Xia Jie (right), known to her Western guests as Cindy, enjoys relaxing after work on the roof deck of her Beijing courtyard house. Photos by Du Lianyi / China Daily
From a Beijing courtyard home to an Amsterdam houseboat, overnight options abound on websites that offer travelers local color in private housing. Mike Peters logs in to investigate.
Xia Jie spent a lot of years trying to get strangers out of her house.
The 37-year-old Beijinger, a fourth-generation Batiao neighborhood resident, traces the family's ownership from her great-grandmother's purchase of the house in 1948 to the ravages of the "cultural revolution" (1966-76).
Xia said the government took away the deed to the house, restricted her mother and herself to 12 square meters of living space, and moved in other people in need of housing.
The government returned the deed to the family in 1984, but then came a prolonged battle on two fronts - with developers eager to raze the area's hutong and with the non-owner residents who didn't want to leave without fair compensation to find new housing.
Today the family has control of the property, which has been delightfully restored to its traditional charm and updated with new plumbing and other amenities. Now, Xia is most happy with her surprisingly secluded retreat in the heart of the busy Dongcheng district when strangers once again occupy the living spaces.
But these strangers are not uninvited. They are paying guests, travelers who have found her listing on a website that offers either rooms or entire private homes for travelers who want more of a local experience than a hotel can provide.
Her home is listed on both Air B&B and Wimdu.com, a new site that has taken this segment of the travel industry by storm this year, thanks to a $90 million chunk of venture-capital charge from Rocket Internet and Kinnevik, two firms that are riding previous successes with Groupon/City Deal and Zalando.
"We match adventurous and discriminating globetrotters and interesting hosts," says Wimdu spokesman William Heathershaw, an American expat in Beijing. The site allows anyone to list, find and book private spaces on any budget, he says, from an inexpensive room for rent in New York to a luxury penthouse in Paris to a sailboat in Seattle.
The Germany-based Wimdu says it has used its big infusion of capital to develop what it calls the second-largest community marketplace for private space in the world - in just 100 days. Still only a few months old, Wimdu has listings for more than 25,000 apartments in more than 100 countries around the world.
That's been possible, the company says, because it has a team of hundreds of employees on the ground working in 50 countries in 16 languages. In China, Wimdu has a sister company, Airizu, that is Chinese-operated for Chinese customers.
"It's hard to copy a model from Europe and just drop it into China," says Wimdu's new China manager, Niels Vugteveen. "We had to research what people want in accommodations. The payment system was one challenge - property owners were used to getting rental fees paid up front. We collect money from the traveler, but we don't pay the host until afterward. This is a new idea in China, but the market here is growing."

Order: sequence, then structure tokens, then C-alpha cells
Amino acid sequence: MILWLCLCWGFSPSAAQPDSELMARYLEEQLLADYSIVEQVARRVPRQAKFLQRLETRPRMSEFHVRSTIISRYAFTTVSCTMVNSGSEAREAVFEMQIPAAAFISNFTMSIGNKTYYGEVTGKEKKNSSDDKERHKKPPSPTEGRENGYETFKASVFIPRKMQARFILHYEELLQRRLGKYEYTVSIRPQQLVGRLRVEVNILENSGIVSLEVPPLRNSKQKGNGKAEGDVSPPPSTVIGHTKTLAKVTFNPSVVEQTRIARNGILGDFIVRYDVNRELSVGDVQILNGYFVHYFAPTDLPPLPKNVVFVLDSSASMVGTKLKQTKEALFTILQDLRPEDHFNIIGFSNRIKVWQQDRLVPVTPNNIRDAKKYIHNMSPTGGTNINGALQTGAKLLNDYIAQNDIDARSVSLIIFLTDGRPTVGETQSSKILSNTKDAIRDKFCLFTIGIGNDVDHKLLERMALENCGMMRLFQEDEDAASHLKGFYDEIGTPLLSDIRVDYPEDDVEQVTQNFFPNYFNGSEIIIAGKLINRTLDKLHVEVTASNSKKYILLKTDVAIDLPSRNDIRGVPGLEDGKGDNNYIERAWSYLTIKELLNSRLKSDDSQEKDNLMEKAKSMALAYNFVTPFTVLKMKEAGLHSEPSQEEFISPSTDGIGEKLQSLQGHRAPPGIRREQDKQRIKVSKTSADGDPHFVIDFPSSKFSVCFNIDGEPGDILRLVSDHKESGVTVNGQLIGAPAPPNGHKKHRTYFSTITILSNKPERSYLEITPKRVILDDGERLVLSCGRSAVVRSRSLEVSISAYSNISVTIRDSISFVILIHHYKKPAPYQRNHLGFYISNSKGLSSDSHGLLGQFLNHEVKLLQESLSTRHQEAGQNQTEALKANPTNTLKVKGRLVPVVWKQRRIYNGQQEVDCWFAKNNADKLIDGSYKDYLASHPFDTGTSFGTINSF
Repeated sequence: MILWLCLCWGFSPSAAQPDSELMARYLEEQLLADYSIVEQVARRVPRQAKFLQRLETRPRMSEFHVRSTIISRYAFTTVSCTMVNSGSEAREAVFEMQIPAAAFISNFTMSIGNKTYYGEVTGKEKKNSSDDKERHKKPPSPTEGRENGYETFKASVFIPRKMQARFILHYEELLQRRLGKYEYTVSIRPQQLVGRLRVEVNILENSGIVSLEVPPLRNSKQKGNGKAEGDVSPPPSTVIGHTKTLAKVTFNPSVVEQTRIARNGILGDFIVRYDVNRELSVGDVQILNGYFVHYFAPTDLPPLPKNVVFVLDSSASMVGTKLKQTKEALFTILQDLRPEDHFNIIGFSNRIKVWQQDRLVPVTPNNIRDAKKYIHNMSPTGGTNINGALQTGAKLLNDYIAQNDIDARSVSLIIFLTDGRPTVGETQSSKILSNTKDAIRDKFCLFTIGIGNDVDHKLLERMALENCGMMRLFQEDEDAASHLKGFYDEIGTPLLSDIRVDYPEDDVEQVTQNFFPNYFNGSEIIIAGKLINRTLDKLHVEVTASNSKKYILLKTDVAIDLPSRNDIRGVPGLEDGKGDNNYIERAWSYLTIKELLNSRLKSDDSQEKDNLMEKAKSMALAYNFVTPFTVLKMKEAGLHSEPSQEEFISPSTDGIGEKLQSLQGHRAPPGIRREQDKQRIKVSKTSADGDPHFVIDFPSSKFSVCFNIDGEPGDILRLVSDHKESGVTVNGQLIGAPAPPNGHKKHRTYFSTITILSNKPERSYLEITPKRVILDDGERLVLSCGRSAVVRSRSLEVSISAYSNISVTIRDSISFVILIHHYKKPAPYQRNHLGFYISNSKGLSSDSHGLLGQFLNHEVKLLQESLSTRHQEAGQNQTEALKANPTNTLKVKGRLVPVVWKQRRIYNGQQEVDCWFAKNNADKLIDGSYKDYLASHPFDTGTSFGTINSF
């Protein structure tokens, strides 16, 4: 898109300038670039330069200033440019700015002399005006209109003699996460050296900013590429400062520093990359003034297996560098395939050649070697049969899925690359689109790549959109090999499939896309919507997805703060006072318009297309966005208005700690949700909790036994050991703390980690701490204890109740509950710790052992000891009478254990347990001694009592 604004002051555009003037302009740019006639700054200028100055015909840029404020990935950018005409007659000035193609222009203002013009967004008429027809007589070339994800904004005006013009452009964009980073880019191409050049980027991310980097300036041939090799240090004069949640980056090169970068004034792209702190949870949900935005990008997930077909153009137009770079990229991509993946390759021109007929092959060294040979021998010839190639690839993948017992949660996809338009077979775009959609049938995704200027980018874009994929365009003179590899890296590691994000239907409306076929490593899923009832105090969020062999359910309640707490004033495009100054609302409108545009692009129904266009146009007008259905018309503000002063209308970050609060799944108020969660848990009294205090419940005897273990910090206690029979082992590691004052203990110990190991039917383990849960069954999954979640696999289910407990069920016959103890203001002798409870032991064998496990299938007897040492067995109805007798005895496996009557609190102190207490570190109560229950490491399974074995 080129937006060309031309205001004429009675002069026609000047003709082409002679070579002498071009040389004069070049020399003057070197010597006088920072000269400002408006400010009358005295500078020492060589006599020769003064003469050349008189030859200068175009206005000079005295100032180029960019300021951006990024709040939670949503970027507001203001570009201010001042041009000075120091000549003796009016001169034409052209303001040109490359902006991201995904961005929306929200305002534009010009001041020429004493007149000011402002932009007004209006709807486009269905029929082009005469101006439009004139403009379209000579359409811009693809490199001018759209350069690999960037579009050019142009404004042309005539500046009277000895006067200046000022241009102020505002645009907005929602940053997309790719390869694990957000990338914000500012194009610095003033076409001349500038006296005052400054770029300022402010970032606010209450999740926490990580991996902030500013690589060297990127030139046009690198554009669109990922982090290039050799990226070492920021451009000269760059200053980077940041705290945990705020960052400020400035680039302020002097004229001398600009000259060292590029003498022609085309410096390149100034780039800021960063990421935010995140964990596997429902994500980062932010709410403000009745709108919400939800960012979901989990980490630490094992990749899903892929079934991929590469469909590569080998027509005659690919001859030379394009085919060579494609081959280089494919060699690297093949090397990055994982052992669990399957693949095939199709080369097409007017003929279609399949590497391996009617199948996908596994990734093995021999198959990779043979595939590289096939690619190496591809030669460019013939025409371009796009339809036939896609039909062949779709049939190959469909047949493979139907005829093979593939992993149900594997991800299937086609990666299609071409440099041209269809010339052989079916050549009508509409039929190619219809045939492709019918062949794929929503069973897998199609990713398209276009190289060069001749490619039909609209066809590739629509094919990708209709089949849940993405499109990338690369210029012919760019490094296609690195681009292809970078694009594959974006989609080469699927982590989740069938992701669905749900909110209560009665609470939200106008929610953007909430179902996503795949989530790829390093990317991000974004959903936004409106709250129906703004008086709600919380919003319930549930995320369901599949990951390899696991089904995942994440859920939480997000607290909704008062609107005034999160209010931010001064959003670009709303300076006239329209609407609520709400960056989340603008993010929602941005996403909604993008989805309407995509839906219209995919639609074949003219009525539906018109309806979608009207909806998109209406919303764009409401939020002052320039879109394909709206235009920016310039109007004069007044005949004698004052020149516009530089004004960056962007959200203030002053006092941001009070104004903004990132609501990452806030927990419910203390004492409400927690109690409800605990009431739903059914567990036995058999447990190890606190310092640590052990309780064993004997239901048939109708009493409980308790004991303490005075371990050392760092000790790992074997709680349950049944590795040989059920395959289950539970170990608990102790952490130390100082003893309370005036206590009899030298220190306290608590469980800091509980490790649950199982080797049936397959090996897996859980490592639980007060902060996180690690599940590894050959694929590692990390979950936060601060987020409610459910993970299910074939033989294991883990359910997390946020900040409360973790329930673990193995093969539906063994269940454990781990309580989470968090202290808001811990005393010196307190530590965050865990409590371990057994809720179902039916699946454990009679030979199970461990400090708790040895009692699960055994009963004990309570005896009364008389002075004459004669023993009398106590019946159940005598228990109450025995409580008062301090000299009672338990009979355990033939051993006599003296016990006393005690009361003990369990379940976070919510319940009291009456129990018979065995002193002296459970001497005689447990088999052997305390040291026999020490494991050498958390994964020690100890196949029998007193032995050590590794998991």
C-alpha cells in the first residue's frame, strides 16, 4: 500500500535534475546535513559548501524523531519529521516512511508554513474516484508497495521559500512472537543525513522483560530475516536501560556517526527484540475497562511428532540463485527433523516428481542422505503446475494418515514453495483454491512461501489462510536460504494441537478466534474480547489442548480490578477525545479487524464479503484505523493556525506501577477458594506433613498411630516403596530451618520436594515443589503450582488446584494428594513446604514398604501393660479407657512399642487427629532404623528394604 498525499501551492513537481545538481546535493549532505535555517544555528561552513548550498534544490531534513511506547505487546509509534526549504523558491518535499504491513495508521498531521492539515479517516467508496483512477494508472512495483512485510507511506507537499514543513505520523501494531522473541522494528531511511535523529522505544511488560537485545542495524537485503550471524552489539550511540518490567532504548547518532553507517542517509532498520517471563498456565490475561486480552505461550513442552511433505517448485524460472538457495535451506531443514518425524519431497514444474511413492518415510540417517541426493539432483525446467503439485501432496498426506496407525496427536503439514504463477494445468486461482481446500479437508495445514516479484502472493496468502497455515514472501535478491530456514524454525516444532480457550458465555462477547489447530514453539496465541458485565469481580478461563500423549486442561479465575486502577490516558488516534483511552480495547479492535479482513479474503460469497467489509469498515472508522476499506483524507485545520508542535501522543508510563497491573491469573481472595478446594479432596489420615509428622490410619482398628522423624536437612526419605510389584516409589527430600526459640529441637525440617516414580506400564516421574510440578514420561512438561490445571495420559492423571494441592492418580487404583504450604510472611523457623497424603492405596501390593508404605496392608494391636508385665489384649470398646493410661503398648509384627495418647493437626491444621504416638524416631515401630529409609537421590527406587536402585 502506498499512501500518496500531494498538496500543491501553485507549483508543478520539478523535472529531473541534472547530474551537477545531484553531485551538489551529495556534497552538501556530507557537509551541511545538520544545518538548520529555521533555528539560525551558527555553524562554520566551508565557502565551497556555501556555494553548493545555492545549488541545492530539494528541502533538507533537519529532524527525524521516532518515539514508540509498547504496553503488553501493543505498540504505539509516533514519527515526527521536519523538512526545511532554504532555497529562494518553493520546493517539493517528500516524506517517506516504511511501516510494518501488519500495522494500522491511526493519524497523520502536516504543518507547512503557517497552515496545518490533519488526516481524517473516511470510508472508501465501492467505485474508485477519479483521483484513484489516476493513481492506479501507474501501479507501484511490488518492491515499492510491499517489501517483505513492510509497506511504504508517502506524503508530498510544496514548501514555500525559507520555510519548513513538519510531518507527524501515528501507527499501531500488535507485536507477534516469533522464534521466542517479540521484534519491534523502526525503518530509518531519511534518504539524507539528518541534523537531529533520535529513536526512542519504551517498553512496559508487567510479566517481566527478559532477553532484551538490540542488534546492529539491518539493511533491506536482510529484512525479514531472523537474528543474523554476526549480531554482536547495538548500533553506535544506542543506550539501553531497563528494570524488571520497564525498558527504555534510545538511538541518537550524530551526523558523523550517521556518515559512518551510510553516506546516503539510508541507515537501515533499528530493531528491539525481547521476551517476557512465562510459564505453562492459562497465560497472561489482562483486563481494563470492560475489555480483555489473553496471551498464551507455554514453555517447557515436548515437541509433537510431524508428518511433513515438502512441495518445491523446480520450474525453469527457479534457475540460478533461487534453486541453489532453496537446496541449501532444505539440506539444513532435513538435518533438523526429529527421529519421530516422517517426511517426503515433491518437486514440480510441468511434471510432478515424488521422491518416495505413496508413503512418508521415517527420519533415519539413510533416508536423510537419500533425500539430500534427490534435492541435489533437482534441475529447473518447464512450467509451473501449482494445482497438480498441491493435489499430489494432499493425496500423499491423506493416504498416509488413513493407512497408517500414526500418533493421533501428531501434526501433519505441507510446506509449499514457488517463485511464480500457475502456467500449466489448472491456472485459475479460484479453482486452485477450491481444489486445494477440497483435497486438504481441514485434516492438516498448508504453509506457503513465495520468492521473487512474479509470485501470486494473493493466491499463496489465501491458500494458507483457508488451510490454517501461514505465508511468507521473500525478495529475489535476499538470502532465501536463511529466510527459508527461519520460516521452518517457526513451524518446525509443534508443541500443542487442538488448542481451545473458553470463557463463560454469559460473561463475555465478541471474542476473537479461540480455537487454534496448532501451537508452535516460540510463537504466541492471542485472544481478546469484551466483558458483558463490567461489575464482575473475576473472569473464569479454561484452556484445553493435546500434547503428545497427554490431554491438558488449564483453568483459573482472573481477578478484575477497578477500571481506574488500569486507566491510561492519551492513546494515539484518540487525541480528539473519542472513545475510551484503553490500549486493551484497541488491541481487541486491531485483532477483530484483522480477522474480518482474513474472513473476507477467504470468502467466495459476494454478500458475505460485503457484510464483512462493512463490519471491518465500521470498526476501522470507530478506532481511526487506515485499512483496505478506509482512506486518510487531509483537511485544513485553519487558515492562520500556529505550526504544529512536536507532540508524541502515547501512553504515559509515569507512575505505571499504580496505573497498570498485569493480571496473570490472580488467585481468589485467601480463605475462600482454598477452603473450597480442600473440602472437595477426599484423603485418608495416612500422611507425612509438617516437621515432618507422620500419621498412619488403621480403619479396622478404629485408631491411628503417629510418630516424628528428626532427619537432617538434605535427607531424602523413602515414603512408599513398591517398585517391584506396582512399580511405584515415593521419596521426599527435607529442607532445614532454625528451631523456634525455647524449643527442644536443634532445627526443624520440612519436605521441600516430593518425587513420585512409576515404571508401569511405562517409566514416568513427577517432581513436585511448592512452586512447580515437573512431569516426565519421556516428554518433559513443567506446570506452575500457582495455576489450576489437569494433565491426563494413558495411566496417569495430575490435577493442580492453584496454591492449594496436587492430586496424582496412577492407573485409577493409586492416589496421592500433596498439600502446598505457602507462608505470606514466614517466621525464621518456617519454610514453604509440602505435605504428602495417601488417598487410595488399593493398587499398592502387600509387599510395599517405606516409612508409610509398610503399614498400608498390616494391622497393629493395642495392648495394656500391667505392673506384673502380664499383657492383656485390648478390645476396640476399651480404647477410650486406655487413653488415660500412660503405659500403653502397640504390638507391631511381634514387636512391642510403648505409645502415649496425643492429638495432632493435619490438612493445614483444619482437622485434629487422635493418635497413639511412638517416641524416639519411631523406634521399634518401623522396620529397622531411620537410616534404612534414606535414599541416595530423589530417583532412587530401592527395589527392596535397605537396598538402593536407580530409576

The amiable Dutchman says about 40 percent of Wimdu's clients are now Chinese.
Most startups get launched on a shoestring, he says, but Wimdu's capital has allowed the company to offer 24/7 support and quality-control testers that actually see the listed properties and monitor listings to make sure that hosts are responsive to their bookings.
"So we know that the places on our sites are real," Vugteveen says. "You won't find a listing on our site for 'camping on Tian'anmen Square' or something like that which hasn't been verified."
Vugteveen eagerly scrolls through listings in cities such as Lijiang, Xi'an (yes, there's a terracotta warrior in one bedroom) and Chengdu that he says he can't wait to experience himself.
It can be an attractive option for traveling families, he says, who may find a week of so of hotel living both cumbersome and expensive.
"We actually learned to rent houses and apartments when we were living in Europe," says Beijing expat Allison DeLusque, "because it was much cheaper and certainly easier to have a kitchen for children. My kids are 4 and 6, so it's often easier to buy some local food and enjoy dinner at home while the kids go to sleep."
Interns and other workers in transit have also taken advantage of the site's short-term listings. Companies like Wimdu are a market outgrowth of social websites that have long catered to travelers who want to experience local life with locals, not guides operating from sterile hotel settings.
Sites such as Couchsurfing.com and Hospitality Club have millions of members who thrive on being guests of like-minded hosts.
In the new wave of sites, the profiles are more about the properties, not the people. In a recent promotion in Europe, Vugteveen says, a company contest has promoted "the world's best job", in which the winner will get to be a "bed tester" for Wimdu and travel the continent "with a bag of money and a camera".
And then there's Xia Jie, who enjoys being a hutong host so much you sense she's already got the world's best job.
"When we lost the rights to our home in the '60s and '70s," she says, "the people around me were uninvited strangers. Now I am surrounded by people I am happy to share a bottle of wine with - and I do! I love for my guests to sit in my courtyard and enjoy what we've been able to create here."
Her guests might stay for a night or a month, savoring the traditional one-story siheyuan architecture with its gracefully curving roofs. That, says Wimdu's Vugteveen, is giving travelers a sense of a city that no hotel can match.